“ENOUGH SAID” My rating: B+ (Now showing at the Tivoil)
93 minutes |MPAA rating: PG-13
Romance movies are supposed to leave viewers feeling that, like the characters on screen, we have just fallen in love.
This is easier when your characters are young, beautiful, and oozing sex appeal.
Writer/director Nicole Holofcener takes a more difficult – but in many ways more rewarding – approach in “Enough Said,” a middle-aged romantic comedy that is unrelentingly wise, witty and, well, wonderful.
We should expect as much. Holofcener (“Walking & Talking,” “Lovely & Amazing,” “Friends with Money,” “Please Give”) specializes in modestly-budgeted, superbly-acted seriocomedies usually set in the world of Los Angeles thirty- and fortysomethings.
Many if not most of her characters are on their second marriages or between relationships. They are basically decent, intermittently foolish individuals. You end up wishing they were your friends.
Julia Louis-Dreyfus is Eva, a divorced single mom and professional masseuse. In several brief, sharply limned scenes, we follow Eva through a day’s work, lugging her massage table (which gets heavier with every passing year) in and out of the homes of people rich enough to pay for her services.
In addition to providing a massage, Eva finds herself in the role of reluctant psychotherapist – why won’t these people just shut up, relax, and let Eva’s hands do what they do best?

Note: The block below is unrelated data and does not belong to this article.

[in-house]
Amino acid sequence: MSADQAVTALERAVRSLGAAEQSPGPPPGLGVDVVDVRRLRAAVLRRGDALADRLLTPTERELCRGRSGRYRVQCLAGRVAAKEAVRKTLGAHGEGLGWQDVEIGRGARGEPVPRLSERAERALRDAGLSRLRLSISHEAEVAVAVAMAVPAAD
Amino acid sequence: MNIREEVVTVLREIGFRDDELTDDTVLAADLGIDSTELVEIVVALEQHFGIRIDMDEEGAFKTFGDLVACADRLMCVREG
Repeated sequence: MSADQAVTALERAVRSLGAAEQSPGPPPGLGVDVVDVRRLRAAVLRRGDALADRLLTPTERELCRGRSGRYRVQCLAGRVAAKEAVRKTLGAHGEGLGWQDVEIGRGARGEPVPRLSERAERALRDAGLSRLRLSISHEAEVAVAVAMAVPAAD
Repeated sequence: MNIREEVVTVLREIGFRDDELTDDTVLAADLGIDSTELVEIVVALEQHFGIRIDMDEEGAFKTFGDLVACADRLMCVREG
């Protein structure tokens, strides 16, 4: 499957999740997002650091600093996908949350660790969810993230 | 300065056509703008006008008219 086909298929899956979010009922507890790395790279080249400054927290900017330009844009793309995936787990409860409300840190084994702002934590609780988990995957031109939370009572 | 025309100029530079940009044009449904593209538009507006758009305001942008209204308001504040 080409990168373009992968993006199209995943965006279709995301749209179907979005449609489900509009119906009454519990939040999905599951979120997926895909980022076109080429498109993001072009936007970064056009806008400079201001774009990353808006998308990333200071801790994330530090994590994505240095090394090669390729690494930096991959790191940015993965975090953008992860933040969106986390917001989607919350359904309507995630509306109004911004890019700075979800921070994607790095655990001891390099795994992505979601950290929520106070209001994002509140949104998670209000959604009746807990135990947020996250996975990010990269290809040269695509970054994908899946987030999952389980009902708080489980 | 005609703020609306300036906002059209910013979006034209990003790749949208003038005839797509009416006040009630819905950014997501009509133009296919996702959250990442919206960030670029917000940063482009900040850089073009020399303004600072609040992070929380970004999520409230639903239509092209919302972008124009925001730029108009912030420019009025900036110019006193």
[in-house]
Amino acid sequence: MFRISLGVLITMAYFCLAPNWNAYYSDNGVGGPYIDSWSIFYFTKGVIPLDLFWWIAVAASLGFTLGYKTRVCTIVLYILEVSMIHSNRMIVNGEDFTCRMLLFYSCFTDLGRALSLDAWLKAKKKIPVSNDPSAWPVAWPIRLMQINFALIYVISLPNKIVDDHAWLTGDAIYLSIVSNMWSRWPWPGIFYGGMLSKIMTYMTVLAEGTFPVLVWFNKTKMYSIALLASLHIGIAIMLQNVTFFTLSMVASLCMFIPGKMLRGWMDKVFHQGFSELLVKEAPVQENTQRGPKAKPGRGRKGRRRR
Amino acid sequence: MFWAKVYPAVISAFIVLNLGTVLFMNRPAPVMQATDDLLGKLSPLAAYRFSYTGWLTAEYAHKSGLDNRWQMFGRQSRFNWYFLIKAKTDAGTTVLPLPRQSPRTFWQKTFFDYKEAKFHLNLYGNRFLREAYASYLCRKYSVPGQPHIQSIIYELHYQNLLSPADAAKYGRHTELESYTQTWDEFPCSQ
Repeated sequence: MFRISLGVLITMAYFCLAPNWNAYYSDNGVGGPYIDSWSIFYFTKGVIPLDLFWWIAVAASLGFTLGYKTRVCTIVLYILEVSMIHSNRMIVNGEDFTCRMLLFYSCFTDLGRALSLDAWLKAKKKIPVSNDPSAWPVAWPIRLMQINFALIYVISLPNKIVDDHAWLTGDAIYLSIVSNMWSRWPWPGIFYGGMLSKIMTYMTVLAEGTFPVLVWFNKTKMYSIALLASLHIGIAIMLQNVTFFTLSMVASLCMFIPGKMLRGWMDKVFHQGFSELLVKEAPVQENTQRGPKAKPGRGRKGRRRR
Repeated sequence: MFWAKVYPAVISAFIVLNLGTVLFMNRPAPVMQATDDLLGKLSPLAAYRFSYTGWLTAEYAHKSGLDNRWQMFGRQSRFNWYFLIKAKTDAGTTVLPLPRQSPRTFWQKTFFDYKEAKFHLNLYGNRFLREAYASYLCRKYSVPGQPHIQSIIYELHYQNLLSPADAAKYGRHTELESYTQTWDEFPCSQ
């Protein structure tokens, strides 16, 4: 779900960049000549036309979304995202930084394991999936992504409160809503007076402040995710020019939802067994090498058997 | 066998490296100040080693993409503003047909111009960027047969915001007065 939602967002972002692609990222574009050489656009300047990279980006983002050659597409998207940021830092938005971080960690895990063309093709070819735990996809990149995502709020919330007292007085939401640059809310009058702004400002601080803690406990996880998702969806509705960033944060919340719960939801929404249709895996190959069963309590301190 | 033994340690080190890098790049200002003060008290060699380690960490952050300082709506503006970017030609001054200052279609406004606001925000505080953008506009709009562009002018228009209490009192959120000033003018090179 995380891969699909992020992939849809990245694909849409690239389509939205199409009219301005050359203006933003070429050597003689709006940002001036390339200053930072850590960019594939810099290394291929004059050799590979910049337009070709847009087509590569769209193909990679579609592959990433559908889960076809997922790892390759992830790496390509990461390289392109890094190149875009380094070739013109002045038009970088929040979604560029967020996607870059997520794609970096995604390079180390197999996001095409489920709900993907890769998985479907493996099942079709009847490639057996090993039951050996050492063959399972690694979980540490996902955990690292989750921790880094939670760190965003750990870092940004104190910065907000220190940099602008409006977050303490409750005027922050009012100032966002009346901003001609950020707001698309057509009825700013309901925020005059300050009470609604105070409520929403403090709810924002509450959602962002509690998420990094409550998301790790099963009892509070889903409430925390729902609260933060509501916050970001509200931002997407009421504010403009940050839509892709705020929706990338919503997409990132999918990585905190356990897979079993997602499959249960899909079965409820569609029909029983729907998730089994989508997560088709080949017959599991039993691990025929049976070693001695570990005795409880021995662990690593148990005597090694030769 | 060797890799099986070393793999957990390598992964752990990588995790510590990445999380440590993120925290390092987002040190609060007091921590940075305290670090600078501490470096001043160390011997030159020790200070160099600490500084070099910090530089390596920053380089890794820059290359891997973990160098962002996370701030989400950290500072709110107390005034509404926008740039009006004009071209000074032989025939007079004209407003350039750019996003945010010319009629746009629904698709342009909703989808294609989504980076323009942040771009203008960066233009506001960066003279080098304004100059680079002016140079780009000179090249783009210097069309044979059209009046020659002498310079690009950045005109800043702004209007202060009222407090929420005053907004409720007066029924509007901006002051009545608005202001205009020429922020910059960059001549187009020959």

In the company of her best friend, the psychiatrist Sarah (Toni Collette, playing the shrink as engagingly neurotic), Eva attends a swanky party where she meets two people who will become important to her.
First there’s Marianne (Holofcener regular Catherine Keener), a successful poet (who knew such creatures existed?) navigating some middle-aged bumps and in need not only of massage but of a friend who’ll listen to her. She becomes Eva’s client and pal, and spends a whole lot of time dissecting the shortcomings of her ex.
Then there’s Albert (James Gandolfini), a big bear of a man who works in a library of television watching old programs. Upon being introduced both he and Eva agree that there’s nobody at this party that they’re attracted to and, the possibility of any intimacy eliminated, this frees them up to banter .
Turns out that they share wonderfully self-deprecating senses of humor and an unerring eye for the idiocies of L.A. life.
You guessed it. They’re made for each other.
At least until Eva discovers that Albert is the ex-husband Marianne is forever dissing. She tries to have it both ways, not revealing to either of them that she knows the other, and sinking ever deeper into an ethical/romantic dilemma.
This brief description doesn’t begin to suggest just how clever, funny, and touching “Enough Said” is. It’s genuinely romantic, but in a level-headed, too-old-for-this-shit way. (Of course, before long we realize you’re never too old for this shit.)
Dreyfus, who has made a career of playing slightly over-the-top comic characters, is a small revelation in a role that allows her to be funny but substantial. Eva likes to think of herself as a tough cookie, immune to the romance’s emotional roller coaster.
And Gandolfini is heartbreaking as Albert, making fat sexy and offering a character of such fundamental integrity (leavened with romantic yearning) that you find yourself negotiating a major throat lump with the knowledge that this hugely versatile actor is no longer with us.
Holofcener packs her film with juicy dialogue, dead-on performances, and gentle social satire. Even the minor characters — like Eva and Albert’s college-bound daughters (Tracey Fairaway, Eve Hewson) — make an impression. And particularly good is is Tavi Gevinson as Chloe, a friend of Eva’s daughter to whom the soon-to-be empty nester desperately clings.
Moral: Write off love at your own risk.
| Robert W. Butler